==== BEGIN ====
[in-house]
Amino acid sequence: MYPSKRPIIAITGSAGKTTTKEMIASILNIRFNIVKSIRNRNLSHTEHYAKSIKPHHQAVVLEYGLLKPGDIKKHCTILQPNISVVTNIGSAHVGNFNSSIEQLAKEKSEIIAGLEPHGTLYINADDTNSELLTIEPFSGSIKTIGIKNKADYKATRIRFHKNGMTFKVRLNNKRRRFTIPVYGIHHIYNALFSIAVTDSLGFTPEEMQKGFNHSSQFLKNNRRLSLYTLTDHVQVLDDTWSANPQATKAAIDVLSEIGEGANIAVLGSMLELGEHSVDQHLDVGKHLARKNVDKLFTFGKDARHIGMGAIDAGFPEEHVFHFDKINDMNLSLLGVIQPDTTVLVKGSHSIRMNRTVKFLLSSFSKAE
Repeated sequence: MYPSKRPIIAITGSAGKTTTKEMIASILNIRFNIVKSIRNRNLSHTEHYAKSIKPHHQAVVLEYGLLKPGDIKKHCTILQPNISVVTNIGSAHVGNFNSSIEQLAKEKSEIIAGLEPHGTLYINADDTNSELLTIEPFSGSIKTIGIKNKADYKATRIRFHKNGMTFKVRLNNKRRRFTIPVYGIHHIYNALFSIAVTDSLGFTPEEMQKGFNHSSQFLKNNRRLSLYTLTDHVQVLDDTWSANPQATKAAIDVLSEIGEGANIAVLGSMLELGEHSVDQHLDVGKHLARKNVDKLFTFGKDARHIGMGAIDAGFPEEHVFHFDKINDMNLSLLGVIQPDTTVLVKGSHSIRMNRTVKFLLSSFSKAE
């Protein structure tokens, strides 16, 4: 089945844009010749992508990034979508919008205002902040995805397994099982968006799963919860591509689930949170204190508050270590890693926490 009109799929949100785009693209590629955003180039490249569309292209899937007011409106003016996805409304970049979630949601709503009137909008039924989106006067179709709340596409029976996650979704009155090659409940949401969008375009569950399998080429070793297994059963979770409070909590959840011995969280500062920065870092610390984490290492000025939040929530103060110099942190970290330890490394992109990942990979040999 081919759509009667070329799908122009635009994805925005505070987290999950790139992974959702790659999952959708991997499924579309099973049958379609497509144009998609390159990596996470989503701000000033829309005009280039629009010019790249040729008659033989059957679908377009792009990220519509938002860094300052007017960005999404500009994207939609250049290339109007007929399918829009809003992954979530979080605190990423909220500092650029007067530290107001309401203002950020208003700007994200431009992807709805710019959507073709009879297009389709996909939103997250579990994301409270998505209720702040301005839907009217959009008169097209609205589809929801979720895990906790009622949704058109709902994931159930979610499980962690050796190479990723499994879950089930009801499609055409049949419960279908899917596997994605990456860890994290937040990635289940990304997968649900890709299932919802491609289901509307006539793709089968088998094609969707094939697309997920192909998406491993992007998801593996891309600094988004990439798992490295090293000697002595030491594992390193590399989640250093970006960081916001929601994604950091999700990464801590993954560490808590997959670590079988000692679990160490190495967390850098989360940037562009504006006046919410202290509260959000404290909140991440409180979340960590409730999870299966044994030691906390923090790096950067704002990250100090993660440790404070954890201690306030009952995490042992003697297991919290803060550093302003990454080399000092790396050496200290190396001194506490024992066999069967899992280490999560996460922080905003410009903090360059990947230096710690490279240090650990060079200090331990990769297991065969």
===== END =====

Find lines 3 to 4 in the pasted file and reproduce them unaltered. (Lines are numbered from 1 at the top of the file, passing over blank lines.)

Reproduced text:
Repeated sequence: MYPSKRPIIAITGSAGKTTTKEMIASILNIRFNIVKSIRNRNLSHTEHYAKSIKPHHQAVVLEYGLLKPGDIKKHCTILQPNISVVTNIGSAHVGNFNSSIEQLAKEKSEIIAGLEPHGTLYINADDTNSELLTIEPFSGSIKTIGIKNKADYKATRIRFHKNGMTFKVRLNNKRRRFTIPVYGIHHIYNALFSIAVTDSLGFTPEEMQKGFNHSSQFLKNNRRLSLYTLTDHVQVLDDTWSANPQATKAAIDVLSEIGEGANIAVLGSMLELGEHSVDQHLDVGKHLARKNVDKLFTFGKDARHIGMGAIDAGFPEEHVFHFDKINDMNLSLLGVIQPDTTVLVKGSHSIRMNRTVKFLLSSFSKAE
């Protein structure tokens, strides 16, 4: 089945844009010749992508990034979508919008205002902040995805397994099982968006799963919860591509689930949170204190508050270590890693926490 009109799929949100785009693209590629955003180039490249569309292209899937007011409106003016996805409304970049979630949601709503009137909008039924989106006067179709709340596409029976996650979704009155090659409940949401969008375009569950399998080429070793297994059963979770409070909590959840011995969280500062920065870092610390984490290492000025939040929530103060110099942190970290330890490394992109990942990979040999 081919759509009667070329799908122009635009994805925005505070987290999950790139992974959702790659999952959708991997499924579309099973049958379609497509144009998609390159990596996470989503701000000033829309005009280039629009010019790249040729008659033989059957679908377009792009990220519509938002860094300052007017960005999404500009994207939609250049290339109007007929399918829009809003992954979530979080605190990423909220500092650029007067530290107001309401203002950020208003700007994200431009992807709805710019959507073709009879297009389709996909939103997250579990994301409270998505209720702040301005839907009217959009008169097209609205589809929801979720895990906790009622949704058109709902994931159930979610499980962690050796190479990723499994879950089930009801499609055409049949419960279908899917596997994605990456860890994290937040990635289940990304997968649900890709299932919802491609289901509307006539793709089968088998094609969707094939697309997920192909998406491993992007998801593996891309600094988004990439798992490295090293000697002595030491594992390193590399989640250093970006960081916001929601994604950091999700990464801590993954560490808590997959670590079988000692679990160490190495967390850098989360940037562009504006006046919410202290509260959000404290909140991440409180979340960590409730999870299966044994030691906390923090790096950067704002990250100090993660440790404070954890201690306030009952995490042992003697297991919290803060550093302003990454080399000092790396050496200290190396001194506490024992066999069967899992280490999560996460922080905003410009903090360059990947230096710690490279240090650990060079200090331990990769297991065969």